Keynote abstract, Sigmund Loland

Doping and the ideal of natural athletic performance

Sigmund Loland, Professor, Norwegian School of Sport Science

Use of performance-enhancing drugs (PED) in sport is controversial and a complex ethical, scientific and practical issue. One challenge is the gap between references to the values of sport, or what in WADA’s terminology is called ‘the spirit of sport’, and operative anti-doping work. General statements on sport values s of little help in line drawing between what are considered acceptable and non-acceptable means and methods. I will propose one way of bridging this gap by outlining a biologically informed ideal of natural athletic performance.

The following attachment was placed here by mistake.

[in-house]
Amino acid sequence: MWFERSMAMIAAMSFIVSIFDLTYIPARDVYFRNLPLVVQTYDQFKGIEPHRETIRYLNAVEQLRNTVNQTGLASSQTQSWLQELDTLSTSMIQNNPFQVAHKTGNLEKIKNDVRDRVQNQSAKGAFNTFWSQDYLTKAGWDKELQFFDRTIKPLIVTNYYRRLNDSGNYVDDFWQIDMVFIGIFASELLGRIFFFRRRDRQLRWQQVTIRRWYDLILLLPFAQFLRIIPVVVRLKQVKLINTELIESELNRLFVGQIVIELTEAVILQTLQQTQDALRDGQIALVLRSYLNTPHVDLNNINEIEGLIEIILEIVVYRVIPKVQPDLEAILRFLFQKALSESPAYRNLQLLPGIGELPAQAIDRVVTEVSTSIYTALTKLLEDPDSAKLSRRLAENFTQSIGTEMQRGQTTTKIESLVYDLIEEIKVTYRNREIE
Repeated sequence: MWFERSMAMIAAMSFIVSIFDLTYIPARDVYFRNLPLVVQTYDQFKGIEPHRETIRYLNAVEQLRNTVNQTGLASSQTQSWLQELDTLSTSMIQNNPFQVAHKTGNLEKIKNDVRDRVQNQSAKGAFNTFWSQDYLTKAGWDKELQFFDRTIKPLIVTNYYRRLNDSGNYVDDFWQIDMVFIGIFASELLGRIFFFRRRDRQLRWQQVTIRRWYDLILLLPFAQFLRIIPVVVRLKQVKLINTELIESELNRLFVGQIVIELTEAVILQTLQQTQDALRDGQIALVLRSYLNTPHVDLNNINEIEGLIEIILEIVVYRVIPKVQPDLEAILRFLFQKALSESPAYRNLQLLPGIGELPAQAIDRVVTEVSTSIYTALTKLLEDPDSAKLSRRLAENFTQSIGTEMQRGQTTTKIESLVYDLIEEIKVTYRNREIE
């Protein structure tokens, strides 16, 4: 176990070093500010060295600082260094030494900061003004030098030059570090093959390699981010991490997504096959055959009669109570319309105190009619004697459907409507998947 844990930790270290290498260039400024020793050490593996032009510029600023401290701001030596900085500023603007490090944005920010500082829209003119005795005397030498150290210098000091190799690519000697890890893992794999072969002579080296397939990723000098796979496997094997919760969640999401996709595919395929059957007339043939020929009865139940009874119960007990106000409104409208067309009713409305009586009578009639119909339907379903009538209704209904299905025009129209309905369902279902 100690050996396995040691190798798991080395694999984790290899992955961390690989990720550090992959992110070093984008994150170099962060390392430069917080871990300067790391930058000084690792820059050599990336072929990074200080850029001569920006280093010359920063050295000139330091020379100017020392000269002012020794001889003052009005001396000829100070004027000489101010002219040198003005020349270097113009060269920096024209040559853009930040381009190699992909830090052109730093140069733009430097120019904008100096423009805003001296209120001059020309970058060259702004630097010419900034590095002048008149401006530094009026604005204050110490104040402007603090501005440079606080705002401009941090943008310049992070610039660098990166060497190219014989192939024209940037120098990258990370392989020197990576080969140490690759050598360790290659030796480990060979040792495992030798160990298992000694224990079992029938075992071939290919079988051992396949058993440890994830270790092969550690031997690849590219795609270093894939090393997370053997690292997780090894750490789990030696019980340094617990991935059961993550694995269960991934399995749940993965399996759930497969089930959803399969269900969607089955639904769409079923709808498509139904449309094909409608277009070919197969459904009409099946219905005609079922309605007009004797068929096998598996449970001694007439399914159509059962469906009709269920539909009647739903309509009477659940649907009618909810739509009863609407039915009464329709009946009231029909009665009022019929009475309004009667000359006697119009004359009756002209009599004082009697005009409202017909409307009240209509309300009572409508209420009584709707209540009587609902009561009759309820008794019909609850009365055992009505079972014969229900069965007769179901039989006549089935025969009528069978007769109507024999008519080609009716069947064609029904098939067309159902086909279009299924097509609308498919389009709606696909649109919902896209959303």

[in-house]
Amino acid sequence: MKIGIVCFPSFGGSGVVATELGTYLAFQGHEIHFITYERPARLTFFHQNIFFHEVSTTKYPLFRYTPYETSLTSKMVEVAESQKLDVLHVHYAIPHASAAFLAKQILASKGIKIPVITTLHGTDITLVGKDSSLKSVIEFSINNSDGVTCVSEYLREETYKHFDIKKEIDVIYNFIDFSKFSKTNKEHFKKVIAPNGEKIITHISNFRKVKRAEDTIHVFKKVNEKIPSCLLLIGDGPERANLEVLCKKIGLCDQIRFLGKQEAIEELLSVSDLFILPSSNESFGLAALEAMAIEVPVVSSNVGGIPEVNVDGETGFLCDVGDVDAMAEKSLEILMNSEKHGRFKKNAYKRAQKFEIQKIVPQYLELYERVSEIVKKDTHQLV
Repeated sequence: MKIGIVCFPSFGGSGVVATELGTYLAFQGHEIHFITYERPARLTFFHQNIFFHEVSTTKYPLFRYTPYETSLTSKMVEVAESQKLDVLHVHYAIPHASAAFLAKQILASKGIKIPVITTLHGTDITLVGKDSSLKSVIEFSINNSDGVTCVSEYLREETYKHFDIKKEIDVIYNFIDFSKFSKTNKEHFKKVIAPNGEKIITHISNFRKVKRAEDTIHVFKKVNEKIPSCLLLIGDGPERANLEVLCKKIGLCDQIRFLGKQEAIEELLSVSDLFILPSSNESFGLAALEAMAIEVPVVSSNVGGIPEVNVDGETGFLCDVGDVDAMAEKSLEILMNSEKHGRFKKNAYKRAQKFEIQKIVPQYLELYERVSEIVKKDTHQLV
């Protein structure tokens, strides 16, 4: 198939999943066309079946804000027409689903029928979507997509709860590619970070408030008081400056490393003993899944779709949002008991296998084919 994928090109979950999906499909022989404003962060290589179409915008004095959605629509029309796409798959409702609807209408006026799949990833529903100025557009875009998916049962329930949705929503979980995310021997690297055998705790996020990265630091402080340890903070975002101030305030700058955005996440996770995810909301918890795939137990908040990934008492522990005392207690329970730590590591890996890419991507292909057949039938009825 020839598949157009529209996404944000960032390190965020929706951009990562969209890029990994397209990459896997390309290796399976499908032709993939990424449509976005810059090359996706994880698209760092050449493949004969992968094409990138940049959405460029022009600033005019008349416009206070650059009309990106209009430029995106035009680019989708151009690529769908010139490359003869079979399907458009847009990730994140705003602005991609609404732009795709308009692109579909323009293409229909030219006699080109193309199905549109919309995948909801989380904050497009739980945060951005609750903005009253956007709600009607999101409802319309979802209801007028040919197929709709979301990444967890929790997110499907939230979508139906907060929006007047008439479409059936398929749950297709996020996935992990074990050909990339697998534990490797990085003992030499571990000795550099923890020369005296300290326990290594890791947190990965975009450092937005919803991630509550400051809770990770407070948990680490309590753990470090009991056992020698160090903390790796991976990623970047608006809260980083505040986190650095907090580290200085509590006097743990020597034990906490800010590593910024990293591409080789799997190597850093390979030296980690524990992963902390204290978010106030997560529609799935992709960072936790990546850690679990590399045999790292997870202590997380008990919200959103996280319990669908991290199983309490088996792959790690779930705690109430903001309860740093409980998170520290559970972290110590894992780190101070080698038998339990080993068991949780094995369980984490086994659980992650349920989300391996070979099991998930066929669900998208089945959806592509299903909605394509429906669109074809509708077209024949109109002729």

References to ‘the natural’ can be problematic. The concept is vague and can be and has been misused to marginalize and exclude athletes based on biological sex, sexual orientation, and cultural and ethnic background. Still, references to what is ‘natural’ and ‘artificial’ are frequently heard in the debate over PED. I will argue that, if understood biologically and with reference to the phenotypic plasticity of the human body as developed in evolution, the ideal of natural athletic performance can inform significantly both ethical issues and operative line drawing when it comes to PED use in sport. Moreover, the discussion will illustrate the more general point that anti-doping is a normative position and depends upon sound and critical reflection upon sport values.